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UniFirst Cash, Cash Equivalents, Marketable Securities

: $349 Mil (As of May. 2019)
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UniFirst's quarterly cash, cash equivalents, marketable securities increased from Nov. 2018 ($276.54 Mil) to Feb. 2019 ($335.32 Mil) and increased from Feb. 2019 ($335.32 Mil) to May. 2019 ($349.41 Mil).

UniFirst's annual cash, cash equivalents, marketable securities declined from Aug. 2016 ($363.80 Mil) to Aug. 2017 ($349.75 Mil) and declined from Aug. 2017 ($349.75 Mil) to Aug. 2018 ($270.51 Mil).


UniFirst Cash, Cash Equivalents, Marketable Securities Historical Data

* All numbers are in millions except for per share data and ratio. All numbers are in their local exchange's currency.

* Premium members only.

UniFirst Annual Data
Aug09 Aug10 Aug11 Aug12 Aug13 Aug14 Aug15 Aug16 Aug17 Aug18
Cash, Cash Equivalents, Marketable Securities Premium Member Only Premium Member Only Premium Member Only Premium Member Only Premium Member Only 191.77 276.55 363.80 349.75 270.51

UniFirst Quarterly Data
Aug14 Nov14 Feb15 May15 Aug15 Nov15 Feb16 May16 Aug16 Nov16 Feb17 May17 Aug17 Nov17 Feb18 May18 Aug18 Nov18 Feb19 May19
Cash, Cash Equivalents, Marketable Securities Premium Member Only Premium Member Only Premium Member Only Premium Member Only Premium Member Only Premium Member Only Premium Member Only Premium Member Only Premium Member Only Premium Member Only Premium Member Only Premium Member Only Premium Member Only Premium Member Only Premium Member Only 238.49 270.51 276.54 335.32 349.41

UniFirst Cash, Cash Equivalents, Marketable Securities Calculation

Cash and cash equivalents are the most liquid assets on the balance sheet. Cash equivalents are assets that are readily convertible into cash, such as money market holdings, short-term government bonds or Treasury bills, marketable securities and commercial paper.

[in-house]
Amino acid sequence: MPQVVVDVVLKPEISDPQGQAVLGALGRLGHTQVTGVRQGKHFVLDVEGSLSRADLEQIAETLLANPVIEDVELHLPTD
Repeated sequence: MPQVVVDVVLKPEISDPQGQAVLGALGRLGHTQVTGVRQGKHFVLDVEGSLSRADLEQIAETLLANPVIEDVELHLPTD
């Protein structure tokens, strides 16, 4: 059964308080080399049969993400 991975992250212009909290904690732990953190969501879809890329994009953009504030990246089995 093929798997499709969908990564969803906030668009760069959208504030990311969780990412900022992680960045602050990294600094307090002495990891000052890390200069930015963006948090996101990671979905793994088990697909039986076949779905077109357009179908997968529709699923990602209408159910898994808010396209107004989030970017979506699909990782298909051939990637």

Marketable Securities are very liquid securities that can be converted into cash quickly at a reasonable price.


UniFirst  (NYSE:UNF) Cash, Cash Equivalents, Marketable Securities Explanation

Marketable securities are very liquid as they tend to have maturities of less than one year. Furthermore, the rate at which these securities can be bought or sold has little effect on their prices.

A high number means either:

1) The company has competitive advantage generating lots of cash

2) Just sold a business or bonds (not necessarily good)

A low stockpile of cash usually means poor to mediocre economics.

There are 3 ways to create large cash reserve.

1) Sell new bonds or equity to public

2) Sell business or asset

3) It has an ongoing business generating more cash than it burns (usually means durable competitive advantage)

When a company is suffering a short term problem, Buffett looks at cash or marketable securities to see whether it has the financial strength to ride it out.

Important: Lots of cash and marketable securities + little debt = good chance that the business will sail on through tough times.

Test to see what is creating cash by looking at past 7 yrs of balance sheets. This will reveal how the cash was created.


UniFirst Cash, Cash Equivalents, Marketable Securities Related Terms


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